Abstract

Passwords are a very convenient way to authenticate. In terms of simplicity and portability they are very difficult to match. Nevertheless, current password-based login mechanisms are vulnerable to phishing attacks and typically require users to create and manage a new password for each of their accounts. This research investigates the potential for indirect/decentralized approaches to improve password-based authentication. Adoption of a decentralized authentication mechanism requires the agreement between users and service providers on a trusted third party that vouches for users' identities. Email providers are the de facto trusted third parties on the Internet. Proof of email address ownership is typically required to both create an account and to reset a password when it is forgotten. Despite its shortcomings (e.g., latency, vulnerability to passive attack), this approach is a practical solution to the difficult problem of authenticating strangers on the Internet. This research utilizes this emergent, lightweight relationship with email providers to offload primary user authentication from service providers; thus reducing the need for service provider-specific passwords. Our goal is to provide decentralized authentication that maintains the convenience and portability of passwords, while improving its assurances (especially against phishing). Our first step to leverage this emergent trust, Simple Authentication for the Web (SAW), improves the security and convenience of email-based authentications and moves them from the background into the forefront, replacing need for an account-specific password. Wireless Authenticationg using Remote Passwords (WARP) adapts the principles of SAW to authentication in wireless networks. Lightweight User AUthentication (Luau) improves upon WARP and unifies user authentication across the application and network (especially wireless) layers. Our final protocol, pwdArmor, started as a simple wrapper to facilitate the use of existing databases of password verifiers in Luau, but grew into a generic middleware framework that augments the assurances of conventional password protocols.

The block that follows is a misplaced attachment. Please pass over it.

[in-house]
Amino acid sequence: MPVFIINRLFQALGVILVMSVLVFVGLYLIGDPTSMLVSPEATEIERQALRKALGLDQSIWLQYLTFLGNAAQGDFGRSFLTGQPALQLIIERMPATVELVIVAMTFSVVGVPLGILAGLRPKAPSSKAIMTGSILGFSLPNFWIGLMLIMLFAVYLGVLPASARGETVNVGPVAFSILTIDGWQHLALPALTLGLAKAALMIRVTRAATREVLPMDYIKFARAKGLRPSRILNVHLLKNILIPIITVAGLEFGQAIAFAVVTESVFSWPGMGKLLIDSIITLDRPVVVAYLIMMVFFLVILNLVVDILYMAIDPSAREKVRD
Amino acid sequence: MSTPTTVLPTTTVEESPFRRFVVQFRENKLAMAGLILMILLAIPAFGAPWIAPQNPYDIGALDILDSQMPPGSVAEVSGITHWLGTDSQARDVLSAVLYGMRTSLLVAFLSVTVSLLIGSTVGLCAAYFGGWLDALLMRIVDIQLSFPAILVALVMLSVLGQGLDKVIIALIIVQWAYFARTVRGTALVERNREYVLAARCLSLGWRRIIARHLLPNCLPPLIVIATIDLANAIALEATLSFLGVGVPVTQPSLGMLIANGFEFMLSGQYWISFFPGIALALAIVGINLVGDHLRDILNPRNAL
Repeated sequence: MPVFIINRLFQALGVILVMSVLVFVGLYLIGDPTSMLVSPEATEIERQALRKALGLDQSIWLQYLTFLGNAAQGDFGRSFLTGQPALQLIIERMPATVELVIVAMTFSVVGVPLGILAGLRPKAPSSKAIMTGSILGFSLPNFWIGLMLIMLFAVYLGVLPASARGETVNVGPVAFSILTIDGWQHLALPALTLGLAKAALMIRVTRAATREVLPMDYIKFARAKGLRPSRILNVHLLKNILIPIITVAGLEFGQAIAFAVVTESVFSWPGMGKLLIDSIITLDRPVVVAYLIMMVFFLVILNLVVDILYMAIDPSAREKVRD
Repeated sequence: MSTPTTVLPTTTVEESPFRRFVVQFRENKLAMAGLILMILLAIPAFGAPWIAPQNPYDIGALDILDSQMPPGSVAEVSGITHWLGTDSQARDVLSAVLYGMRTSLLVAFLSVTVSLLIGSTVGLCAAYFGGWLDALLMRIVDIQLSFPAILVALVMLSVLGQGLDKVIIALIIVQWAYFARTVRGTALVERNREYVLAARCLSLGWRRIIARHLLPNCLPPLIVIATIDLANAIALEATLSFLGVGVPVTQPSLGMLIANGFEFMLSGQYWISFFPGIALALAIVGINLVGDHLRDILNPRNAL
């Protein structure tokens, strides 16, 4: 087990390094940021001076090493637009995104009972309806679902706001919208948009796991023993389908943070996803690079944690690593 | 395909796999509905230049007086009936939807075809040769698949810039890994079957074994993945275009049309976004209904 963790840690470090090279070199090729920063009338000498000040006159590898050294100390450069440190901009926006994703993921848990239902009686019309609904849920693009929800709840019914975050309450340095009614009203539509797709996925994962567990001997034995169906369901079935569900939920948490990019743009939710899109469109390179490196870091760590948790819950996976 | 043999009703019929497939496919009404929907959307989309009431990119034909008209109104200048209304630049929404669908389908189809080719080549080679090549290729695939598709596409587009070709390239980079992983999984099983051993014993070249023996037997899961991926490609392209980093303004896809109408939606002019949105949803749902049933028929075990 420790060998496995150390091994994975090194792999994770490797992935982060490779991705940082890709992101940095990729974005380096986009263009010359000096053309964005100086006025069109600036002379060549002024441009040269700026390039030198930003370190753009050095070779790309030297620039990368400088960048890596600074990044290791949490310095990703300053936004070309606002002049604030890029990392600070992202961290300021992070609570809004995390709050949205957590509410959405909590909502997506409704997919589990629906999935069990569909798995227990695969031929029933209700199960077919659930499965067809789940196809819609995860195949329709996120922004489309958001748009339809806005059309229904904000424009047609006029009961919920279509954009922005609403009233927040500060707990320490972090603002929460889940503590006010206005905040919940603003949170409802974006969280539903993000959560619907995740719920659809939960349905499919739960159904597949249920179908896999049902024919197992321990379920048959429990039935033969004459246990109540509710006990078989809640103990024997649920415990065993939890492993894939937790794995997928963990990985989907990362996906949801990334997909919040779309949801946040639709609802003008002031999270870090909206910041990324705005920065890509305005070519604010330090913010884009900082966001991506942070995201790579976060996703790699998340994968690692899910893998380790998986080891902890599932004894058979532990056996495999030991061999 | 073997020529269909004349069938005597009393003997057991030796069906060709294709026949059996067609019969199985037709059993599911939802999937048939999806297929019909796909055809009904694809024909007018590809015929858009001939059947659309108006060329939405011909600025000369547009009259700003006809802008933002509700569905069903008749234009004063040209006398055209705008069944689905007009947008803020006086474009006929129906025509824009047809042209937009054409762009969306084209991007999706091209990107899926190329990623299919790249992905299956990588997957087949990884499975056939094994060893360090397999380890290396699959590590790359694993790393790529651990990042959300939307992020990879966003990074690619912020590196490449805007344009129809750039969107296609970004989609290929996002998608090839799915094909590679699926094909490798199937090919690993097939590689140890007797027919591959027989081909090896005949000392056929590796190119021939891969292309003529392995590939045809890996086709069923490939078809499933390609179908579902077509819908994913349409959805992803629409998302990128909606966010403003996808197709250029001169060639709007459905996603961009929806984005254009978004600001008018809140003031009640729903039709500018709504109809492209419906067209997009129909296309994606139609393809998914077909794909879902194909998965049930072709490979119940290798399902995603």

Degree

PhD

College and Department

Physical and Mathematical Sciences; Computer Science

Rights

http://lib.byu.edu/about/copyright/

Date Submitted

2010-03-10

Document Type

Dissertation

Handle

http://hdl.lib.byu.edu/1877/etd3417

Keywords

authentication, email-based authentication, passwords, password-authenticated key exchange, single sign-on, authentication in wireless networks

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